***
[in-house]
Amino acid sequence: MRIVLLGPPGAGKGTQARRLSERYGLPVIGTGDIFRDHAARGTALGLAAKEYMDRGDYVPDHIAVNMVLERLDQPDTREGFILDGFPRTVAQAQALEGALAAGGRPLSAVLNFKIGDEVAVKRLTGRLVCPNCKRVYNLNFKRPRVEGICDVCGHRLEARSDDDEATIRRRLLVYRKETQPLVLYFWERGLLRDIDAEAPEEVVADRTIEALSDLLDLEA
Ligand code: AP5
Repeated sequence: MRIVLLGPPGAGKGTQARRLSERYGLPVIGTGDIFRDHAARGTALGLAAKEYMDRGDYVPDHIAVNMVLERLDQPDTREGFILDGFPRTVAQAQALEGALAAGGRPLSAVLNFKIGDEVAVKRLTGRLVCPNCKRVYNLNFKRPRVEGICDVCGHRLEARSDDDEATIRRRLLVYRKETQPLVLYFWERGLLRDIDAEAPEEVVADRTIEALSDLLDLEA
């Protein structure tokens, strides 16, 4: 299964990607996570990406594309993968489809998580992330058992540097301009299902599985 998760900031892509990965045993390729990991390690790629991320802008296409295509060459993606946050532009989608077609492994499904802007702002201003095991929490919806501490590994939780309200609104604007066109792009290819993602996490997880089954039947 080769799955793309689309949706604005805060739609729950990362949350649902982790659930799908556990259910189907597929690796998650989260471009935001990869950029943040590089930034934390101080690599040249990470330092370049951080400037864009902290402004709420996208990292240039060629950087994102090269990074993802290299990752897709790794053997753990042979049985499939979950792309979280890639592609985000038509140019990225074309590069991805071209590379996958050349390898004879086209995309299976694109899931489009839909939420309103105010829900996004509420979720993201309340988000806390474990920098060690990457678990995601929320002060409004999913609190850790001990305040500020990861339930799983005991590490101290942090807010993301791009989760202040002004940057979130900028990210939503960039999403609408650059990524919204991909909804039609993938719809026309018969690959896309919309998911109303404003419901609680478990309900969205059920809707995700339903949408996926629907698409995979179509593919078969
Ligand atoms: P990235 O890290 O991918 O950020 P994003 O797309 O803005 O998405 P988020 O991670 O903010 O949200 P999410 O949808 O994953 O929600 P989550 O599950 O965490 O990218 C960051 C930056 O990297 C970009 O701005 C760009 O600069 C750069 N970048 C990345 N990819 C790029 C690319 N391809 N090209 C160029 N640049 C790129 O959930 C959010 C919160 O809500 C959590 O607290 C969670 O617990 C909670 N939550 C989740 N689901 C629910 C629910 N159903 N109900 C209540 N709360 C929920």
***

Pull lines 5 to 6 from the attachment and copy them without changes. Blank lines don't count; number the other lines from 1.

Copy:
């Protein structure tokens, strides 16, 4: 299964990607996570990406594309993968489809998580992330058992540097301009299902599985 998760900031892509990965045993390729990991390690790629991320802008296409295509060459993606946050532009989608077609492994499904802007702002201003095991929490919806501490590994939780309200609104604007066109792009290819993602996490997880089954039947 080769799955793309689309949706604005805060739609729950990362949350649902982790659930799908556990259910189907597929690796998650989260471009935001990869950029943040590089930034934390101080690599040249990470330092370049951080400037864009902290402004709420996208990292240039060629950087994102090269990074993802290299990752897709790794053997753990042979049985499939979950792309979280890639592609985000038509140019990225074309590069991805071209590379996958050349390898004879086209995309299976694109899931489009839909939420309103105010829900996004509420979720993201309340988000806390474990920098060690990457678990995601929320002060409004999913609190850790001990305040500020990861339930799983005991590490101290942090807010993301791009989760202040002004940057979130900028990210939503960039999403609408650059990524919204991909909804039609993938719809026309018969690959896309919309998911109303404003419901609680478990309900969205059920809707995700339903949408996926629907698409995979179509593919078969
Ligand atoms: P990235 O890290 O991918 O950020 P994003 O797309 O803005 O998405 P988020 O991670 O903010 O949200 P999410 O949808 O994953 O929600 P989550 O599950 O965490 O990218 C960051 C930056 O990297 C970009 O701005 C760009 O600069 C750069 N970048 C990345 N990819 C790029 C690319 N391809 N090209 C160029 N640049 C790129 O959930 C959010 C919160 O809500 C959590 O607290 C969670 O617990 C909670 N939550 C989740 N689901 C629910 C629910 N159903 N109900 C209540 N709360 C929920």